The Bucs arrived on a hot streak offensively. They totaled 976 yards of offense in their previous two games. Against the Vikings, they amassed 416 yards with Martin’s big night complemented nicely by quarterback Josh Freeman (19-for-36, 262 yards, three touchdowns) and Williams (six catches, 68 yards).
Tampa Bay’s final touchdown drive was a 16-play, 87-yard submission hold that ate up more than 9 minutes of clock.
“We had to get off the field if we were going to do anything,” Greenway said. “We knew that.”
So now the Vikings hit the season’s midpoint at 5-3 and get nine days to sort through their shortcomings.
Offensively, it’s hard to find fault in the efforts of playmakers Adrian Peterson and Percy Harvin.
Peterson rushed for 123 yards Thursday to shoot into the NFL lead. He also delivered his longest run of the season, a 64-yard TD sprint that pulled the Vikings within 30-17 in the third quarter.
Meanwhile Harvin (seven catches, 90 yards) had provided earlier fireworks, most notably with his diving 18-yard touchdown catch on a perfectly run corner route in the second quarter.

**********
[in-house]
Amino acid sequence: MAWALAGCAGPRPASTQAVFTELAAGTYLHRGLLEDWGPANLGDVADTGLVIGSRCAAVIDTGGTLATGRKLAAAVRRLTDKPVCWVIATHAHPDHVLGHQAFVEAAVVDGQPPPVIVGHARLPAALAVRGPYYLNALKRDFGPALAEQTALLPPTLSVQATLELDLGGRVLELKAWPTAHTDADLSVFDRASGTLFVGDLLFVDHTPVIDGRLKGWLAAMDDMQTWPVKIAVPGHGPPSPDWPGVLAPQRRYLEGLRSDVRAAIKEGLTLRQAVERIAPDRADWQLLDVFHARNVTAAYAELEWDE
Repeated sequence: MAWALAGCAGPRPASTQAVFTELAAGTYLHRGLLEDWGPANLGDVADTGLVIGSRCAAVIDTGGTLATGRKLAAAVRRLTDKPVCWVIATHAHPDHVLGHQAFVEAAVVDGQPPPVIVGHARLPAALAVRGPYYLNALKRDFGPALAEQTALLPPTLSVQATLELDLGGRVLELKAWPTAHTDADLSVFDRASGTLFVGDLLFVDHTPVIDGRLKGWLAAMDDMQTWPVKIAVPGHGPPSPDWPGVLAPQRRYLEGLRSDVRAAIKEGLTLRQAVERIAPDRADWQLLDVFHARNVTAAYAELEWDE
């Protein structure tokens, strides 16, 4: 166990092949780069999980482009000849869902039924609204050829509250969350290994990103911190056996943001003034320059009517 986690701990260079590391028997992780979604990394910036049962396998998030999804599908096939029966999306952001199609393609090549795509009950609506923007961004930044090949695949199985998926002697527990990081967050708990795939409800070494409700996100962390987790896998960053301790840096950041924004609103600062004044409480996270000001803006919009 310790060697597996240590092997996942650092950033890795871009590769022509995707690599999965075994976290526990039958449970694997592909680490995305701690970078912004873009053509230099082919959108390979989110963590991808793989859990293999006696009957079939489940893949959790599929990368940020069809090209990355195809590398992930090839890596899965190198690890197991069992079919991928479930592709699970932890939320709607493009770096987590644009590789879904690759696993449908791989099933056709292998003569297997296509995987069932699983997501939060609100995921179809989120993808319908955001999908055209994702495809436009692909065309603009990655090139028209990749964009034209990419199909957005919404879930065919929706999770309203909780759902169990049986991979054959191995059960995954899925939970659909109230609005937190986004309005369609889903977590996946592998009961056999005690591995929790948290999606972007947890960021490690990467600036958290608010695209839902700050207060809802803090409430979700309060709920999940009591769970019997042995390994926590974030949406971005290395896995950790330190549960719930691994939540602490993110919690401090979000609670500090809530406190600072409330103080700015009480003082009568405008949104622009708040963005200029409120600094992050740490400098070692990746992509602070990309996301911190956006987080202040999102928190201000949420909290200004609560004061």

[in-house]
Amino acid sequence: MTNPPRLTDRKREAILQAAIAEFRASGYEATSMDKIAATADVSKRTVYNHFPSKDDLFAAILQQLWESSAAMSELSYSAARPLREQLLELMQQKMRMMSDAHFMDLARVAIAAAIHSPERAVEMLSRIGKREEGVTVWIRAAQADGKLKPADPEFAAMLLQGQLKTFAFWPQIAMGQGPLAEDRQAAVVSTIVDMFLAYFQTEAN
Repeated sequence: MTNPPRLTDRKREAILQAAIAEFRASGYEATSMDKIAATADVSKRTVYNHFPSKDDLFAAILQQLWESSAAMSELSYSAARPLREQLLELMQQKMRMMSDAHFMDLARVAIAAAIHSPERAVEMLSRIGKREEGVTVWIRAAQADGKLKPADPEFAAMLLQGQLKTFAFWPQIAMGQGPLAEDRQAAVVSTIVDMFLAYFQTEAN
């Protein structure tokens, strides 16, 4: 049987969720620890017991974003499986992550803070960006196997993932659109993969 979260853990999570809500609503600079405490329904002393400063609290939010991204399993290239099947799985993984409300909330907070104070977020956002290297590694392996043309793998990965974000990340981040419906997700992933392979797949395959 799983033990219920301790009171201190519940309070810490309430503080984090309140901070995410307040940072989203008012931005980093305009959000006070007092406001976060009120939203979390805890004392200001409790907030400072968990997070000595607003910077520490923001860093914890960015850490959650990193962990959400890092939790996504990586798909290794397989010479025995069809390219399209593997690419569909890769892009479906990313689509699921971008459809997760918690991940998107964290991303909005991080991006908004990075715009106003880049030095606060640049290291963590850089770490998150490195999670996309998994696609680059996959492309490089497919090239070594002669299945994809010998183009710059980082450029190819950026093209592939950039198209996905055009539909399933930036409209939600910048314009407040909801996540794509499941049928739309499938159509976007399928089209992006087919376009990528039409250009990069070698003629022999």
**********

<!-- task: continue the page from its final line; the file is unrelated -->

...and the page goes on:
So naturally the conversation shifts to Christian Ponder’s struggles and an unsatisfactory October that included eight turnovers and far too many discouraging drives.
Ponder misfired on his first five pass attempts against Tampa Bay as the Vikings went three-and-out on their first three possessions. Ponder wound up throwing for 251 yards against a sputtering Tampa Bay defense that came in ranked 31st against the pass.
But without question, there’s been an offensive confidence dip that will have to be addressed.
“Our passing game has to improve,” Frazier said. “I mean, it’s hard to just continue to try to pound it. There are going to be games where you’ve got to throw it.”
Somehow, Thursday’s loss had an ominous feel to it, as if the Vikings’ early-season surge was exposed as somewhat hollow.
They now enter the teeth of their schedule with a difficult challenge to prove otherwise.